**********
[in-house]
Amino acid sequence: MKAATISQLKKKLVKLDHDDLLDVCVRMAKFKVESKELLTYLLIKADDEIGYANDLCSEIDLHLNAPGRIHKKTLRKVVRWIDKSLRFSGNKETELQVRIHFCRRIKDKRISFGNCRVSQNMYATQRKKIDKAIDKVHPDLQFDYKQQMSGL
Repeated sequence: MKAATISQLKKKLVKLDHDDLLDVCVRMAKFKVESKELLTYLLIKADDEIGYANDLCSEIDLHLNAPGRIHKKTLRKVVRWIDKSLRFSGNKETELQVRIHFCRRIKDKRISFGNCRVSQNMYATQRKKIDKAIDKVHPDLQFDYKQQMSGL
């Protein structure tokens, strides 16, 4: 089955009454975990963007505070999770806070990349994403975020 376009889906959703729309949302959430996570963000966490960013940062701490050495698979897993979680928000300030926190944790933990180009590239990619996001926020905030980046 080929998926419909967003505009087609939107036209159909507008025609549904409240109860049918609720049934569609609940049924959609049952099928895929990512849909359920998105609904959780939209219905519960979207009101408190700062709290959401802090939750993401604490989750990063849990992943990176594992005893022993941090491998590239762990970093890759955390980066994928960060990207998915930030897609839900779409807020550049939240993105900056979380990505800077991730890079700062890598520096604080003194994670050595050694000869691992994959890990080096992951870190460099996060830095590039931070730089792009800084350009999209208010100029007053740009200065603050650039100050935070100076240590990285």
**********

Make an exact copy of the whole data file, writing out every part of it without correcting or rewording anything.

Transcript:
[in-house]
Amino acid sequence: MKAATISQLKKKLVKLDHDDLLDVCVRMAKFKVESKELLTYLLIKADDEIGYANDLCSEIDLHLNAPGRIHKKTLRKVVRWIDKSLRFSGNKETELQVRIHFCRRIKDKRISFGNCRVSQNMYATQRKKIDKAIDKVHPDLQFDYKQQMSGL
Repeated sequence: MKAATISQLKKKLVKLDHDDLLDVCVRMAKFKVESKELLTYLLIKADDEIGYANDLCSEIDLHLNAPGRIHKKTLRKVVRWIDKSLRFSGNKETELQVRIHFCRRIKDKRISFGNCRVSQNMYATQRKKIDKAIDKVHPDLQFDYKQQMSGL
């Protein structure tokens, strides 16, 4: 089955009454975990963007505070999770806070990349994403975020 376009889906959703729309949302959430996570963000966490960013940062701490050495698979897993979680928000300030926190944790933990180009590239990619996001926020905030980046 080929998926419909967003505009087609939107036209159909507008025609549904409240109860049918609720049934569609609940049924959609049952099928895929990512849909359920998105609904959780939209219905519960979207009101408190700062709290959401802090939750993401604490989750990063849990992943990176594992005893022993941090491998590239762990970093890759955390980066994928960060990207998915930030897609839900779409807020550049939240993105900056979380990505800077991730890079700062890598520096604080003194994670050595050694000869691992994959890990080096992951870190460099996060830095590039931070730089792009800084350009999209208010100029007053740009200065603050650039100050935070100076240590990285």